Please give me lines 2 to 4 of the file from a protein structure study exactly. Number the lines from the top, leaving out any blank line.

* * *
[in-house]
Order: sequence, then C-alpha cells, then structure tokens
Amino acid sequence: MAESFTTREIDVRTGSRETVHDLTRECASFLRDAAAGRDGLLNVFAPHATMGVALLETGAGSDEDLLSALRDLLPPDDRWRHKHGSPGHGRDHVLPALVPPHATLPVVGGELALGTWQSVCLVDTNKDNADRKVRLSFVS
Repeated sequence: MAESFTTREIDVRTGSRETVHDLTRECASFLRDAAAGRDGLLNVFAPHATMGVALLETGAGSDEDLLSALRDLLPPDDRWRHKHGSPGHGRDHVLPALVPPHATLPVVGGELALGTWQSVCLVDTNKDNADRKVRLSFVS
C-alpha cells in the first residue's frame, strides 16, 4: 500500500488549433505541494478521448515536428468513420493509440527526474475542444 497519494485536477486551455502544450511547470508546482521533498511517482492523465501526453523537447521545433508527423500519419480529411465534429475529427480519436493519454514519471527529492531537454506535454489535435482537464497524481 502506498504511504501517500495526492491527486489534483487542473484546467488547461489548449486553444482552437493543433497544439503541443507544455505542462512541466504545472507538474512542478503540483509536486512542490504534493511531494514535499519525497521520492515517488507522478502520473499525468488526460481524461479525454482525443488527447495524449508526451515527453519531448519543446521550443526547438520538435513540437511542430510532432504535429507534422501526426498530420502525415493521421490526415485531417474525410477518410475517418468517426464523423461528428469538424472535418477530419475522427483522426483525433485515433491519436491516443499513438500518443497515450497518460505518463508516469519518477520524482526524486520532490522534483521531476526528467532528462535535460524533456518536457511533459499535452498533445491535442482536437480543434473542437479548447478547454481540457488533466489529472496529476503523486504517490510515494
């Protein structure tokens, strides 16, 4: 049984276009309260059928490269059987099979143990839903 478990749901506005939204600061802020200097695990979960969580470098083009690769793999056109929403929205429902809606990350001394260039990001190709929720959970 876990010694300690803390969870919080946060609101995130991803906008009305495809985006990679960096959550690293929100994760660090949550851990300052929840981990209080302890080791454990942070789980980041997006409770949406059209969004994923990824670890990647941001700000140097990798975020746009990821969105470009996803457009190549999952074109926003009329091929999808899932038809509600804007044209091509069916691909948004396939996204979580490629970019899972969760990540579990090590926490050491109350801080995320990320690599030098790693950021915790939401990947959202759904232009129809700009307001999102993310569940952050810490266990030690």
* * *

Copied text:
Order: sequence, then C-alpha cells, then structure tokens
Amino acid sequence: MAESFTTREIDVRTGSRETVHDLTRECASFLRDAAAGRDGLLNVFAPHATMGVALLETGAGSDEDLLSALRDLLPPDDRWRHKHGSPGHGRDHVLPALVPPHATLPVVGGELALGTWQSVCLVDTNKDNADRKVRLSFVS
Repeated sequence: MAESFTTREIDVRTGSRETVHDLTRECASFLRDAAAGRDGLLNVFAPHATMGVALLETGAGSDEDLLSALRDLLPPDDRWRHKHGSPGHGRDHVLPALVPPHATLPVVGGELALGTWQSVCLVDTNKDNADRKVRLSFVS